Special Issue "Religion and Chinese Literature"
A special issue of Religions (ISSN 2077-1444).
Deadline for manuscript submissions: closed (15 July 2019) | Viewed by 11381
The modern, Western, and Christian category of religion as interiorized and depoliticized piety was translated into China in the late nineteenth century and triggered transformations in ideas, practices, institutions, and communities included in or excluded from this non-native model, transformations whose ramifications are still palpable today. However, China is not without its own discourses comparable, but not always commensurable, with “religion.” In classical Chinese, the character jiao, meaning teaching and phonetically related to xiao (filial piety), was used together with words such as zong in medieval Buddhism to form the compound zongjiao, which designates the set of teachings identified with of a particular lineage, or san as in sanjiao, referring to the three main traditions of China: Confucianism, Buddhism, and Daoism. In this light, the compound zongjiao in modern Chinese, is both a neologism invented (first in Meiji Japan) to translate “religion” from the West and a reiteration of pre-modern Chinese concepts. “Religion” in China, that is, the modern concept of zongjiao, is a product of sustained and multi-layered negotiations and contestations both within and beyond China.
Much scholarly attention has been paid to transformations in the empirical realities grouped under the category of “religion”/zongjiao, which is flanked by the hegemonic “science”/kexue and the illegitimate “superstition”/mixin. The making of “religion”/zongjiao is located at the very heart of the project of secularism, a social, political, legal-constitutional discourse that has been deployed to reconfigure pre-existing traditions, if they were labelled as religious in the first place, as church-like institutions, and to reorganize diffused ideas and practices into the stigmatized “superstition” and the acceptable “popular belief,” the boundaries between these two blurred and flexible. And, it is the putatively secular nation-state that regulates all these religions and nonreligions. However, secularism is not limited to doctrines dictating the relationship between (institutional) religion and (state) politics. Secularism also permeates culture in general, in the form of shared assumptions, sensibilities, attitudes, and dispositions centered upon the place and role of religion in the modern world. In this regard, in the wake of, and supplementing, scholarly investigations into state campaigns, institutional reforms, and social movements, we need to study Chinese literature, a relatively uncharted terrain where “religion”/zongjiao was brought into being and remains an open-ended question.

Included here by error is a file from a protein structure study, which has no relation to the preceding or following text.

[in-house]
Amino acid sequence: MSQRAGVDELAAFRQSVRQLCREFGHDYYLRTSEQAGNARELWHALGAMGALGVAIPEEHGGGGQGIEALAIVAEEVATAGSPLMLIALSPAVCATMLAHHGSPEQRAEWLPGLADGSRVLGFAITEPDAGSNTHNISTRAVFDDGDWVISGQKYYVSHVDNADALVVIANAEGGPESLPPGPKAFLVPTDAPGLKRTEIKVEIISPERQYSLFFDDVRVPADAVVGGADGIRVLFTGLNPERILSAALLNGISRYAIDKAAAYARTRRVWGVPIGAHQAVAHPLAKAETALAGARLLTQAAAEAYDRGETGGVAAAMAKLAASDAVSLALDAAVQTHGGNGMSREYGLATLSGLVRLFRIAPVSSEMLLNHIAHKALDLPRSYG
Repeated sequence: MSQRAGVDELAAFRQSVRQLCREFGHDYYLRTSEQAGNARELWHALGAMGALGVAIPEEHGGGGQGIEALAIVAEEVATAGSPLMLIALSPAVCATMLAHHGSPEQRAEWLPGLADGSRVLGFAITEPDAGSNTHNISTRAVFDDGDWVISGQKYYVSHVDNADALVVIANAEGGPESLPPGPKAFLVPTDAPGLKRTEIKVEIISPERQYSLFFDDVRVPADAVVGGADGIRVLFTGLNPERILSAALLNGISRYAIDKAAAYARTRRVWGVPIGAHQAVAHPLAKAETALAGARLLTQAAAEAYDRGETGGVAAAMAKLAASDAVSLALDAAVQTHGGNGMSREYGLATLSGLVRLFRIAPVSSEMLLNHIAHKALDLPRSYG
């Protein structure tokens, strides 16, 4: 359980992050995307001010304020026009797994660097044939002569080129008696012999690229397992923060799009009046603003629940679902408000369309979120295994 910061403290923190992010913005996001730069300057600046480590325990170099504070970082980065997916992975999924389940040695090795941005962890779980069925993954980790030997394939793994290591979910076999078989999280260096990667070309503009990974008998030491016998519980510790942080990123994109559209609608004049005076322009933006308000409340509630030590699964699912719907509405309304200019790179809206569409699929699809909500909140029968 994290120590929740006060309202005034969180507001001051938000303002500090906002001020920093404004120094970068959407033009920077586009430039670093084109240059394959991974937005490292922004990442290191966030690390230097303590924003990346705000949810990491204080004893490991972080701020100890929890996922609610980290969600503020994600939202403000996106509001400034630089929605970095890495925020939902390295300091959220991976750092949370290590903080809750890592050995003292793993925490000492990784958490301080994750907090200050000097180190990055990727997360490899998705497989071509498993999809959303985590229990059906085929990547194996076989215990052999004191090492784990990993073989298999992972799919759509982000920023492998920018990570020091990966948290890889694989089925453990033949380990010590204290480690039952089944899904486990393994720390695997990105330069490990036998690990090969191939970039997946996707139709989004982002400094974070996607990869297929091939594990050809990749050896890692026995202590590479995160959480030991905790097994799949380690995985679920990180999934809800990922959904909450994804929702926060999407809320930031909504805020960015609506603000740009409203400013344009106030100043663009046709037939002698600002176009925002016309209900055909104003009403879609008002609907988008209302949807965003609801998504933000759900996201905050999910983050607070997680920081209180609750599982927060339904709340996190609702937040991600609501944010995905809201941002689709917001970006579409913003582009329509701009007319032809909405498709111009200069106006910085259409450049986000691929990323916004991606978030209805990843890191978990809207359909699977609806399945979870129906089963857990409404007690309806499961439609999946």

It is to be emphasized that the model of aesthetic “literature,” not unlike the category of “religion,” was imported into China from the West in late Qing and translated as wenxue. Whereas the modern compound of wenxue designates an autonomous field distinguished from other social spheres and encompassing specific genres such as fiction, poetry, and drama, the traditional concept of wen, counterpart of jiao as the native forerunner of zongjiao, denotes writings, both in prose genres and poetic forms, performed by literati for the sake of cultivating the self and upholding civilization in general. The semantic fields of wen and of wenxue, just like those of jiao and of zongjiao, do not always overlap. The transformations of religion and literature, two sets of discourses, institutions, and practices, are closely intertwined.
To shed light on this entanglement and the complexity of Chinese secularism in the realm of culture, we invite articles that study religion and literature in China, both broadly construed, before, during, and/or after the translation of “religion” and “literature.” We are especially keen to solicit submissions that explore the religion-literature interaction from the late imperial period up to the present, but we also welcome submissions that a) take us to explore earlier periods to further our understanding of jiao and wen; or b) look beyond the limits of national history to study the circulation of ideas and practices between China, the West, and/or some other non-Western context.
Dr. Zhange Ni
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